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House Panel Approves Spending Extra $60 Million on Antimissile System House Panel Approves Spending Extra $60 Million on Antimissile System

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House Panel Approves Spending Extra $60 Million on Antimissile System

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Technicians prepare a Ground Based Interceptor to be placed into a missile field at the Missile Defense Complex in Fort Greely, Alaska, in February 2012. Legislation approved by a House committee on Thursday would boost funding for the country's homeland missile defense program.(U.S. Missile Defense Agency photo)

A key House panel on Thursday approved a bill that would increase funding by at least $60 million for a homeland missile defense system.

The chamber's Armed Services Committee in a unanimous vote just after midnight approved annual defense authorization legislation that included a number of missile defense-related measures, such as $20 million in funding to begin constructing a third domestic interceptor site. The bill also includes an extra $40 million for the Ground-Based Midcourse Defense system.

 

The Defense Department did not seek funding in its fiscal 2015 budget request for construction of a third interceptor site. The Pentagon is currently studying possible locations for the site on the East Coast. The department has not yet decided if it will move forward with building the facility, which is a favored defense project for Republicans who are concerned about a possible missile attack by Iran.

The two existing interceptor sites in the country are located in Alaska and California and are part of the Ground-Based Midcourse Defense system, which is under heavy scrutiny due to a string of expensive intercept test failures. The Pentagon had requested just over $1 billion for the program for the coming fiscal year. However, the Republican-led HASC panel chose to boost that figure by $40 million, according to the draft bill text.

The legislation also includes language that would hasten the deployment of U.S. missile defenses in Poland. An amendment introduced by U.S. Representative Mike Turner (R-Ohio) and approved by the committee would require the Pentagon to activate no later than the end of 2016 an Aegis Ashore system in the Eastern European country. Poland has already agreed to host an Aegis interceptor facility as part of the Obama administration's "Phased Adaptive Approach" for European missile defense, but that site is currently not planned to go online before the 2018-to-2020 timeframe.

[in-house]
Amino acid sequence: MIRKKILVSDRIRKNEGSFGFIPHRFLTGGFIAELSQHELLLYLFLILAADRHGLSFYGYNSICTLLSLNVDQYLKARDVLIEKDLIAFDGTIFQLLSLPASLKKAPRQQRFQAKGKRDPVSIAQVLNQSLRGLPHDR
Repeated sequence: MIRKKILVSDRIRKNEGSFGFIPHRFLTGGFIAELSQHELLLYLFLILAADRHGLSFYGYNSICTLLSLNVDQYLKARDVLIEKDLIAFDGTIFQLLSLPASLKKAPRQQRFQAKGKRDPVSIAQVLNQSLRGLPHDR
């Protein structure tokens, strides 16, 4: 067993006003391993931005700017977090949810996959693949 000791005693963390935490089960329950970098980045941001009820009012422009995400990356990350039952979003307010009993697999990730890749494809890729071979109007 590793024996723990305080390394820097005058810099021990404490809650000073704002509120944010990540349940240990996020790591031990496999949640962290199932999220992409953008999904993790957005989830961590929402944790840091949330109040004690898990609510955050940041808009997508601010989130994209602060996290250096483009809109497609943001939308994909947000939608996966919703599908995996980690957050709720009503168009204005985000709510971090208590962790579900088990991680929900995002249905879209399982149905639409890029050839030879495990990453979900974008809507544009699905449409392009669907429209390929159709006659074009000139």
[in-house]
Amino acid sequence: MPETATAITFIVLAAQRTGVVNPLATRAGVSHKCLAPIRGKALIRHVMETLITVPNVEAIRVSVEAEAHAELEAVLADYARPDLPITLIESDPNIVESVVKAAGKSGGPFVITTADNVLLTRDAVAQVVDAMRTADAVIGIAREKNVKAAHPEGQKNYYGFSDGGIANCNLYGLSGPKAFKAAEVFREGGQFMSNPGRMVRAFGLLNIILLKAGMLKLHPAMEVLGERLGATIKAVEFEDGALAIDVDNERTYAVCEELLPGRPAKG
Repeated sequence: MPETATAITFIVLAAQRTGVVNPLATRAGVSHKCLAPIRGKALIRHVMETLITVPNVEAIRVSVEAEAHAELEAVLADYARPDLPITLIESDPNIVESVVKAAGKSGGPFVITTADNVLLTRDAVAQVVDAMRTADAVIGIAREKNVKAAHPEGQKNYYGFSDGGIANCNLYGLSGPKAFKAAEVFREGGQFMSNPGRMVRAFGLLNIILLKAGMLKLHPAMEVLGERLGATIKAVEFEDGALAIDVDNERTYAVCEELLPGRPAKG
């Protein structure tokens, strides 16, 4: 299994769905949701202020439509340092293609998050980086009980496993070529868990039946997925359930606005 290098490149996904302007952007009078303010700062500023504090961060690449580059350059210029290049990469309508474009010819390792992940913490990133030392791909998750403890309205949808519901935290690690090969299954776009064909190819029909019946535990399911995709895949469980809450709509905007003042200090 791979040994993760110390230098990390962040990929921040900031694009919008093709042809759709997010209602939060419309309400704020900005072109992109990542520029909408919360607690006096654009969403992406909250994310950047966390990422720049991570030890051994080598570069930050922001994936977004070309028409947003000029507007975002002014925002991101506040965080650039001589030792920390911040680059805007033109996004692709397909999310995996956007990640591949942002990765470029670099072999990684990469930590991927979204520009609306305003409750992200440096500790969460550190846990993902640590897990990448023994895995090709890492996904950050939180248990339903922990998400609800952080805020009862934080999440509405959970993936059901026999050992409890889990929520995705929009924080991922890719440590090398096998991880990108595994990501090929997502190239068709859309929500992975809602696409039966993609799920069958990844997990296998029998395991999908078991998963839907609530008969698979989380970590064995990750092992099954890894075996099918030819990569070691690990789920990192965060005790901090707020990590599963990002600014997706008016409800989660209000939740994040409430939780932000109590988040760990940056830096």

Republicans in the Senate have introduced their own bill that would require the administration to study options for speeding up activation of the Polish missile interceptor site by the end of 2016.

But 2016 is not soon enough for Turner for achieving an operational antimissile capacity in Poland. In addition to accelerating the timetable for standing up the planned Aegis site, his amendment would require the U.S. military by the end of this year to field a "short-range air and missile defense capability or terminal missile defense capability, or both, and the personnel required to operate and maintain such [a] system" in the NATO-allied nation.

The House floor is anticipated to take up the defense authorization bill during the week of May 19, according to the Center for Arms Control and Nonproliferation, which tracks congressional actions related to nuclear weapons and missile defense. The Senate Armed Services Committee plans to begin writing its own version of the bill on May 20.

This article was published in Global Security Newswire, which is produced independently by National Journal Group under contract with the Nuclear Threat Initiative. NTI is a nonprofit, nonpartisan group working to reduce global threats from nuclear, biological, and chemical weapons.

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